The Washington Post, New York Times and Mozilla OpenNews project are collaborating to build new systems of engagement between news organisation websites and their readers, they announced yesterday.
Backed by a $3.9 million (£2.3 million) grant from the Knight Foundation, the aim is to develop 'building blocks' by which news organisations and other developers will be able to foster greater engagement and personalisation among their readers.
"We want to create a contribution management system, a CMS for readers," said Greg Barber, director of digital news projects at the Post.
"It's broader than just comments, we want to create a system that allows readers to get in on the action with the reporters, not just respond to the conversation but maybe start a new conversation and maybe take the conversation in a different direction."
But, as Barber noted, being able to identify more positive comments and contributors among the potential torrent of opinions below the line is just a potential use for the system.
Dan Sinker, the director of the Knight-Mozilla OpenNews program who is leading the project at Mozilla, sees the end result as "a series of building blocks that are made around community engagement".
"At the core are methods and ways to engage with users and with the community of users that emerge around topics and sites," Sinker told Journalism.co.uk.
As an example, he highlighted the recent series of 'spot the ball' interactives from the New York Times, which readers can share on social media and compare scores.
Screenshot from the New York Times's spot the ball interactive
"That's not what you would traditionally consider to be a comment system," Sinker said, "but it's absolutely a community engagement system."
While such an interactive is becoming increasingly common for news organisations that have the resources and talent to produce them, newsrooms have no way of connecting the dots between which readers visit which pages, and share or engage with particular pieces of content.I think that if you look at the web now versus the web of even just a few years ago it is made of peopleDan Sinker, Knight-Mozilla OpenNews project
This is the blind spot he hopes the project will illuminate.
"What that means is that they can't actually get a good and accurate picture of who their most engaged people are," Sinker continued, "and a system that has the user at the core of it all allows for a publisher to really say 'we're building all kinds of cool things, there's persistent identity across those things and as a result we can really start to say, wow, how can we build even more with the community of folks that are really engaged with what we do?'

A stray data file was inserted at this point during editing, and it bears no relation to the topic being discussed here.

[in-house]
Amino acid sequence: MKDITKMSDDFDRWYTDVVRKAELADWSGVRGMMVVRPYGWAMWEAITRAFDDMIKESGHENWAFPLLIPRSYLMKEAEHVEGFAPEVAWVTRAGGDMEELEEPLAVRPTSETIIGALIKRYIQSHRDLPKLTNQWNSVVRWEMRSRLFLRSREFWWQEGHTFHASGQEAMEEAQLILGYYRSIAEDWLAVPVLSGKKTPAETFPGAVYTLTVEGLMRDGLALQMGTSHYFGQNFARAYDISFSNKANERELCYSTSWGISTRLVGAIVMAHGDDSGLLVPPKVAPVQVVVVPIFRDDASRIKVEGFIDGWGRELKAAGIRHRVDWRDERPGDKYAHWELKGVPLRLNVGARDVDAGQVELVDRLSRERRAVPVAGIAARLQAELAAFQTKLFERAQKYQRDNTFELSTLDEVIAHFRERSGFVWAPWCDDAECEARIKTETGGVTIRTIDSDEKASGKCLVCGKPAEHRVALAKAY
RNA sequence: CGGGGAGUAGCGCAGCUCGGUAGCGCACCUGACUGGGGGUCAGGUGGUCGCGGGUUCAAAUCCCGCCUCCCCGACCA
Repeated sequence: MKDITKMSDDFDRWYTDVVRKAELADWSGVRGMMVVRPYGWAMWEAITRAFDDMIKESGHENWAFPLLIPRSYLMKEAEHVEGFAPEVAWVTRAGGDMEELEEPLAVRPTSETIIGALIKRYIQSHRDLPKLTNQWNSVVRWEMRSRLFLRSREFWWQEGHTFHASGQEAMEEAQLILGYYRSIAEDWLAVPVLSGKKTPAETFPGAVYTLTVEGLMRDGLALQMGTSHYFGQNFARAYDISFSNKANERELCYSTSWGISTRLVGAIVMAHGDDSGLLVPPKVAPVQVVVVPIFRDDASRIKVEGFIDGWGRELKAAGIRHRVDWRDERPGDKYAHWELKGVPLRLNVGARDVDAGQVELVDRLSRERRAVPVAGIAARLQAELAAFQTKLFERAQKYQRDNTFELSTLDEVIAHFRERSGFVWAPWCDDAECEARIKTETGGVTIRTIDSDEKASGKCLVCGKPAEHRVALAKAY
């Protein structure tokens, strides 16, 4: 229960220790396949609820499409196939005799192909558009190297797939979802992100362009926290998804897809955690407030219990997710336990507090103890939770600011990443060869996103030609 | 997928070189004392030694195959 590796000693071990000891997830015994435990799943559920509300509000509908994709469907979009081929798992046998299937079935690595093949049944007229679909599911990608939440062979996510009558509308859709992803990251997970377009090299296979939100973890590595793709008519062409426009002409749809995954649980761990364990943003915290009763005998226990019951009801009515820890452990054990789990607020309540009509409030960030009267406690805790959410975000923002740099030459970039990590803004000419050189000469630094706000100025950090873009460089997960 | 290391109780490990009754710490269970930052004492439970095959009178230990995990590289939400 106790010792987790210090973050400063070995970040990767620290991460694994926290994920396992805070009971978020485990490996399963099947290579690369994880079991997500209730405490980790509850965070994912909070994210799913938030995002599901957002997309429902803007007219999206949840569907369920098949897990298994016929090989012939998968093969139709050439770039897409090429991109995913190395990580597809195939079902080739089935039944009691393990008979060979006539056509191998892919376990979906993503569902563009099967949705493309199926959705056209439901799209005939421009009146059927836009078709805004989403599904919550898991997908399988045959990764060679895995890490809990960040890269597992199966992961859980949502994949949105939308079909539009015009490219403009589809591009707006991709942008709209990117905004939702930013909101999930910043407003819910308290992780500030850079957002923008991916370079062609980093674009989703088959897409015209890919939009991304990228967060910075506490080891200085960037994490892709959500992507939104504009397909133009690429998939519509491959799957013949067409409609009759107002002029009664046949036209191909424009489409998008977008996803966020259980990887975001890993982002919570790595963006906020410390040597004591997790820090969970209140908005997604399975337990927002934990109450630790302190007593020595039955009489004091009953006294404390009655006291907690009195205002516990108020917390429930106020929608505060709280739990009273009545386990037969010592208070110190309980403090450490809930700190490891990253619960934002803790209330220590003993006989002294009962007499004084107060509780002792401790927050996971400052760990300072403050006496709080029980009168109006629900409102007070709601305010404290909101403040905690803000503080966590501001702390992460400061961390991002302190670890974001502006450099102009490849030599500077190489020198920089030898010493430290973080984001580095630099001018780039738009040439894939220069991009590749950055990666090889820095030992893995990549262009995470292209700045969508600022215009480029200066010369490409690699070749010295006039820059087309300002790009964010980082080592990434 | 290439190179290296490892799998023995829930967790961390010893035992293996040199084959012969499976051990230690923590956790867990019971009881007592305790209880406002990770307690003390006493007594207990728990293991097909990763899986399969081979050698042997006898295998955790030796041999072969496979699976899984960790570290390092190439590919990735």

"I think that if you look at the web now versus the web of even just a few years ago it is made of people," he said. "That is everything."
Other news organisations have been looking at ways to personalise their online output for some time.
Aside from the relationship that digital subscriptions can bring between a reader and their chosen publications, an area the Times are already looking to develop, AOL publications like the Huffington Post and Tech Crunch have been looking into so-called 'passive personalisation' since acquiring data firm Gravity in January.
Although announced yesterday, The Times and Post began discussing the idea of collaborating on such a project last November, before Mozilla joined the conversation at the start of the year.
Barber describes keeping such an ambitious project under the collective hats of two of the largest newsrooms in the world as "'miracle count: one".If we do this right, we're creating an identity layer for the webDan Sinker, Knight-Mozilla OpenNews project
"We've had a research phase that's been going on for the last few months," he said.
"Talking to publishers, readers, high-level editors and folks that work with user engagement all the time. The plan is to move forward and continue to talk to as many folks as we can to build a system that is flexible and, of course, open source."
The key to the open source nature of the project is the idea of "building blocks", said Sinker, that could be used "by organisations that don't have a dev team".
"This is a few different organisations coming together and saying 'hey, instead of building things that are similar and just work on our own system, let's collaborate and build things that are able to be used by anyone that is going to try to work in this kind of space'."
The team, to be made up of between two and five developers from each organisation, has a two year window to work on the project but both Barber and Sinker said the plan was to be able to release parts of the project as and when they are ready, and let global community toy with the results as they see fit.
"One of the really stretch goals on this is that the identity system isn't just an identity system for a single site or system," said Sinker.
"If we do this right we're creating an identity layer for the web."
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